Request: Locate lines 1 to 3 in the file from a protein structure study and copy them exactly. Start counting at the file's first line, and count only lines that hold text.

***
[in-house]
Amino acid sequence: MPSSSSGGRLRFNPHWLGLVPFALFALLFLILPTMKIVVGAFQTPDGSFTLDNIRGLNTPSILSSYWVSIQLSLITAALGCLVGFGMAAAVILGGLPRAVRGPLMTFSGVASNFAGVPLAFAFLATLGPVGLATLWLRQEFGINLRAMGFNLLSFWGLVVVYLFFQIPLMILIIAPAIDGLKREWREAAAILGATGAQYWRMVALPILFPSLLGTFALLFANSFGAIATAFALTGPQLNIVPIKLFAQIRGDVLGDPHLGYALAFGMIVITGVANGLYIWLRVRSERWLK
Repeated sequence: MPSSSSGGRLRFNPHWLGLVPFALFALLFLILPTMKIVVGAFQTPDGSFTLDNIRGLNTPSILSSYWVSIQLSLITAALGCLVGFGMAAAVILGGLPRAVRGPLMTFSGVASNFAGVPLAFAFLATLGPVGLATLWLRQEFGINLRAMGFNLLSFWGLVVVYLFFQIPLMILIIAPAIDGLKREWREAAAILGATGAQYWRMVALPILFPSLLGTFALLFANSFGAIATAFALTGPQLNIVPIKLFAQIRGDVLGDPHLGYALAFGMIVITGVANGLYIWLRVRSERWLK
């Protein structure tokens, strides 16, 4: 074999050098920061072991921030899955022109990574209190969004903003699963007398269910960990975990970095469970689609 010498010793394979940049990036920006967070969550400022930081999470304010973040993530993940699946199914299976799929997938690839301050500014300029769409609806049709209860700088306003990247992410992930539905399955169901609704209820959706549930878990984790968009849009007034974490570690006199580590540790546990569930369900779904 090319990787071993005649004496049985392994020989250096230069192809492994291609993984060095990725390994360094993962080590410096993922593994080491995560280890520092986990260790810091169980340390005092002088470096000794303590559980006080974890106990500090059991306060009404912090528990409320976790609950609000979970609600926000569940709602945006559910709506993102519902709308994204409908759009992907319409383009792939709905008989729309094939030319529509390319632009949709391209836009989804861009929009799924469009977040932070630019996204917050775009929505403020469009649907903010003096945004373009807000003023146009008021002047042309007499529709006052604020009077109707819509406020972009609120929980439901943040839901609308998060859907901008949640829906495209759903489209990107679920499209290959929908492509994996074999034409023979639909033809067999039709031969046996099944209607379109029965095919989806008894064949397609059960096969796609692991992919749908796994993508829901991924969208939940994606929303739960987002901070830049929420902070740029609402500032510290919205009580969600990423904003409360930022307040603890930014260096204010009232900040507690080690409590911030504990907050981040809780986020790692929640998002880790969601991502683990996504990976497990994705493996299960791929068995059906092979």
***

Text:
[in-house]
Amino acid sequence: MPSSSSGGRLRFNPHWLGLVPFALFALLFLILPTMKIVVGAFQTPDGSFTLDNIRGLNTPSILSSYWVSIQLSLITAALGCLVGFGMAAAVILGGLPRAVRGPLMTFSGVASNFAGVPLAFAFLATLGPVGLATLWLRQEFGINLRAMGFNLLSFWGLVVVYLFFQIPLMILIIAPAIDGLKREWREAAAILGATGAQYWRMVALPILFPSLLGTFALLFANSFGAIATAFALTGPQLNIVPIKLFAQIRGDVLGDPHLGYALAFGMIVITGVANGLYIWLRVRSERWLK
Repeated sequence: MPSSSSGGRLRFNPHWLGLVPFALFALLFLILPTMKIVVGAFQTPDGSFTLDNIRGLNTPSILSSYWVSIQLSLITAALGCLVGFGMAAAVILGGLPRAVRGPLMTFSGVASNFAGVPLAFAFLATLGPVGLATLWLRQEFGINLRAMGFNLLSFWGLVVVYLFFQIPLMILIIAPAIDGLKREWREAAAILGATGAQYWRMVALPILFPSLLGTFALLFANSFGAIATAFALTGPQLNIVPIKLFAQIRGDVLGDPHLGYALAFGMIVITGVANGLYIWLRVRSERWLK